Stepping through the door at 906 Decatur St. is not like walking into most houses.
People who enter for the first time are usually overcome with nervousness and anxiety, but also anticipation.
These people have seen their lowest point, recognized it and want to make a change.
Their first step through the threshold is also their first step toward starting over.
The Home of Hope helps rehabilitate, educate and rejuvenate women who suffer from drug addiction through its Life Renewal Program.
Up to six women live in the house at a time and are under supervision 24 hours a day.
The Home strives to prepare each woman to re-enter society as seamlessly as possible.
Their lives are structured, and each hour of each day is planned.
Brenda Johnson, a caregiver at Safe Harbour, meets with the group every Tuesday. She teaches a variety of topics including nutrition, self-esteem and domestic skills. Most of all, she helps the women cope, encouraging them to let go of their baggage and look at the root of their addiction.
On Tuesday, Johnson told the four women currently at the Home to put themselves first.
"It was always about the kids and school and the kids and my family. It was never about me. I would lose myself," said Aretha Palma, 36, who's been addicted to crack for the last 12 years.
The Home's key ingredient is God, and Christian values are woven into every lesson.
"I found that the spiritual foundation is the number one thing they need," said the Rev. Doris Troup, director.
The women attend daily Bible studies and prayer groups to help redirect their priorities.
They become each other's support system until they are ready to stand on their own.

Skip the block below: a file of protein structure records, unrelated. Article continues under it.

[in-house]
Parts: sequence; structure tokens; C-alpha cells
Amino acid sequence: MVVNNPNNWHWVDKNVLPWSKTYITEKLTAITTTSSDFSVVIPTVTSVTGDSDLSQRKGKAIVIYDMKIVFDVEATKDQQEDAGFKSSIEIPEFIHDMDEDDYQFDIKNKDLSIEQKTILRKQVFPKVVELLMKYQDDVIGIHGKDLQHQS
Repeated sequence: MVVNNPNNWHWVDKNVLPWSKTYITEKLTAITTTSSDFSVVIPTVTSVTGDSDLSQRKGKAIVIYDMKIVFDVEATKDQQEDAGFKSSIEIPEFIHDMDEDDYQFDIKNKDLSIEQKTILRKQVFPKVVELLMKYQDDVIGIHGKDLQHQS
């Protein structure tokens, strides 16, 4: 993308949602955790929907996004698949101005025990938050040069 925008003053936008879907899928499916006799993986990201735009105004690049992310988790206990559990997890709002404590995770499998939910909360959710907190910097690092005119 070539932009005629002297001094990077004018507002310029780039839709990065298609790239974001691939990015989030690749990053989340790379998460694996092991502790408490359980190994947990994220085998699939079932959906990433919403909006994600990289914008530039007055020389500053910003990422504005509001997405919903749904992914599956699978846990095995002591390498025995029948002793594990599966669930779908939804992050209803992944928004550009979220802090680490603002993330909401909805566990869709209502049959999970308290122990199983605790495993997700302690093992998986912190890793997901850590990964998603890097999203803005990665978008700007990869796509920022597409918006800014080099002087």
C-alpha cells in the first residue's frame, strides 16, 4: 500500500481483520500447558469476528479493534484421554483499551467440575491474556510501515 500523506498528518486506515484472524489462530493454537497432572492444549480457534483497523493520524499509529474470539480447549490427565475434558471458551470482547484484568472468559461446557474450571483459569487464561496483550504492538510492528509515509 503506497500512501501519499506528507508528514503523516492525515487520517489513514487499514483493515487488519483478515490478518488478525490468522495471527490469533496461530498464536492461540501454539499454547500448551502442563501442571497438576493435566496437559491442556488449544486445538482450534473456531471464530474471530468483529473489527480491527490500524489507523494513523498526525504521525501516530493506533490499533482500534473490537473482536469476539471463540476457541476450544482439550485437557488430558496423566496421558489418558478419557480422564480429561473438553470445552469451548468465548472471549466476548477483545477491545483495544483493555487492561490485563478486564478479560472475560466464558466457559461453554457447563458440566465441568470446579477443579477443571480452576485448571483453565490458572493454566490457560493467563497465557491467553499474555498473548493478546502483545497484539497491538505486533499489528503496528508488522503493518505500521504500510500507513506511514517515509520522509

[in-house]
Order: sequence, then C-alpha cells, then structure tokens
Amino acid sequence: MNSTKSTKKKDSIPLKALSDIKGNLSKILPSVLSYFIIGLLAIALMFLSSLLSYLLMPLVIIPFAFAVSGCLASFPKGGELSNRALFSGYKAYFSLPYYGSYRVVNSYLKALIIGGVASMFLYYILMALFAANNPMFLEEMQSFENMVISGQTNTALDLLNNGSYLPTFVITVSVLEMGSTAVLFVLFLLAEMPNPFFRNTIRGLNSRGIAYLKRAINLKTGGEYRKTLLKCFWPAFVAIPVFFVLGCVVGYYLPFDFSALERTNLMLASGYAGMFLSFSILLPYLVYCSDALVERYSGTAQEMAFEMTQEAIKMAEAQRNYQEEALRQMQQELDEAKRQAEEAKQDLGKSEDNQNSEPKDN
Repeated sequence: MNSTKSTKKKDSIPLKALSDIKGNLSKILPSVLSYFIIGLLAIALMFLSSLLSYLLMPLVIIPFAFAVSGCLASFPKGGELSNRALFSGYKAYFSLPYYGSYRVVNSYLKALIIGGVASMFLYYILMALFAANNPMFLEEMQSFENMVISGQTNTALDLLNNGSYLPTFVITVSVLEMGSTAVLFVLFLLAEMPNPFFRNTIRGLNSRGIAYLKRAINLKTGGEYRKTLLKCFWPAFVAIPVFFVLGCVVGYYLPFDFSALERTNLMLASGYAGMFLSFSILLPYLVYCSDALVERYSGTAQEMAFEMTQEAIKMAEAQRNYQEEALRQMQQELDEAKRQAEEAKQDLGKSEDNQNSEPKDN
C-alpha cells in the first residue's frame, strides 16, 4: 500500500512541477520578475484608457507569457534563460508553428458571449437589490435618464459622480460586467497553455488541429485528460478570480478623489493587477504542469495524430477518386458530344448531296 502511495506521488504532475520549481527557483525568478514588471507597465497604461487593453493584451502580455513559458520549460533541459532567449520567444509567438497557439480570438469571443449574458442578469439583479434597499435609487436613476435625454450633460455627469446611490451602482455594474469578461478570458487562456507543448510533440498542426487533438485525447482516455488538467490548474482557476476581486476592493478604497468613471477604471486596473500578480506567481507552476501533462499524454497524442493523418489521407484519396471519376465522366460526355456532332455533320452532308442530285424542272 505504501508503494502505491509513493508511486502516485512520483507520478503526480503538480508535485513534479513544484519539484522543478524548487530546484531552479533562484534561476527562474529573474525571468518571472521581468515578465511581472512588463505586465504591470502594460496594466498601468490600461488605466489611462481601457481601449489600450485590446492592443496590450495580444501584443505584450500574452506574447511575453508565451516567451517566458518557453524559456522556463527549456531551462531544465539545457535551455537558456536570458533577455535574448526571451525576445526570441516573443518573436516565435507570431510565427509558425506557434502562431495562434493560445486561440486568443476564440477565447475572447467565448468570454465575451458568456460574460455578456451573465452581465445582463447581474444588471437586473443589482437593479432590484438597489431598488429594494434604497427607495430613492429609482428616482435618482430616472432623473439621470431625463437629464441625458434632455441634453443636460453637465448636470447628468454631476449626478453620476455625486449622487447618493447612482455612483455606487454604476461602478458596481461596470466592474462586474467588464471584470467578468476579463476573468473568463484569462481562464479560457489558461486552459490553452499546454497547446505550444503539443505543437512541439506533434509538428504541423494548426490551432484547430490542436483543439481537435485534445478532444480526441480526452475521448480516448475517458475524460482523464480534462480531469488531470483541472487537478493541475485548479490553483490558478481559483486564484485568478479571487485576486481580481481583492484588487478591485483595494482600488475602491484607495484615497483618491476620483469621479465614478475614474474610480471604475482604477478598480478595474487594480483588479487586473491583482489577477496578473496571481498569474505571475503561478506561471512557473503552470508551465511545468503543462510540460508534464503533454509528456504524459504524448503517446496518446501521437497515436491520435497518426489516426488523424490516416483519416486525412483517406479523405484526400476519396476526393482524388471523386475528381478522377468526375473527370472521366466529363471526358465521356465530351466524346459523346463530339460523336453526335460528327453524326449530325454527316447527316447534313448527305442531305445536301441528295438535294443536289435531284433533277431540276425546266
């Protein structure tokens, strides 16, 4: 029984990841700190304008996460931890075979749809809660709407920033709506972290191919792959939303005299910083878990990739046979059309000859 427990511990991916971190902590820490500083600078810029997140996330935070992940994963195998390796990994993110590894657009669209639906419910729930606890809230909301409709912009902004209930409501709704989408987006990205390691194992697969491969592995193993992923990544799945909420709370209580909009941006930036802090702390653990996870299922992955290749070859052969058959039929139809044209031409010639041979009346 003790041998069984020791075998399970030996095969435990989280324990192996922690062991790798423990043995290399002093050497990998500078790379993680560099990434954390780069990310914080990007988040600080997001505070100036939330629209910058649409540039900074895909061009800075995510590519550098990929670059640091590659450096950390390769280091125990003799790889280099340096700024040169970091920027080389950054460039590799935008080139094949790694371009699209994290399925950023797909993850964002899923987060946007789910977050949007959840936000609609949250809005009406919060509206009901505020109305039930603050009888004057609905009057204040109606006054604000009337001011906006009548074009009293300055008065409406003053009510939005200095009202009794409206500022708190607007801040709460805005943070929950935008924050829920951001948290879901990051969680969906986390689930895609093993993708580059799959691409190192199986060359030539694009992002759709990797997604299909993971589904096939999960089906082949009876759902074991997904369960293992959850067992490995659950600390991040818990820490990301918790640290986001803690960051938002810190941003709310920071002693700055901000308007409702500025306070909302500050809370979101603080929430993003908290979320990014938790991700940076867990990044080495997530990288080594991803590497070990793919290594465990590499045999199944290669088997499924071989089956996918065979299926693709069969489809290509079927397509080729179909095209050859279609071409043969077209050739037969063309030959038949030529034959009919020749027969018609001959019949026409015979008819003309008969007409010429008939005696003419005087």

The walls and tables in the home are covered with reminders to keep its residents focused.
A quote in a plaque on the table reads: "I asked God for all things that I might enjoy life -- He gave me life that I might enjoy all things."
A Bible verse on the dry erase board in the living room reads: "Whatever is hidden away will be brought into the open and whatever is covered up will be found and brought to light."
And on the refrigerator: "I asked God to take away my habit. God said, 'No. It's not for me to take away, but for you to give up.'"
Troup said running the Home has been a labor of love, but she considered resigning after a heart attack in February.
"I thought I was going to give this up, but I won't. It's my calling,'" she said.
The Home of Hope was founded nine years ago and has suffered some financial hardships along the way, but Troup is proud of only having to operate "two days in the red."
Churches, foundations and donations help fund the program, but Troup said money is still tight -- which can limit the number of women living in the home.
"We can only take so many," Troup said. "We don't want to go to the government, because we'd have to take away the religion part, telling them about Jesus Christ."
She looks to the community for help.
"It takes all of us," she said. "It takes the whole community. It doesn't take the village, it takes the whole community to support the Home of Hope."
More than 45 women have graduated from the home in the last five years. Troup said they have about a 65-percent success rate, which is normal for rehabilitation centers.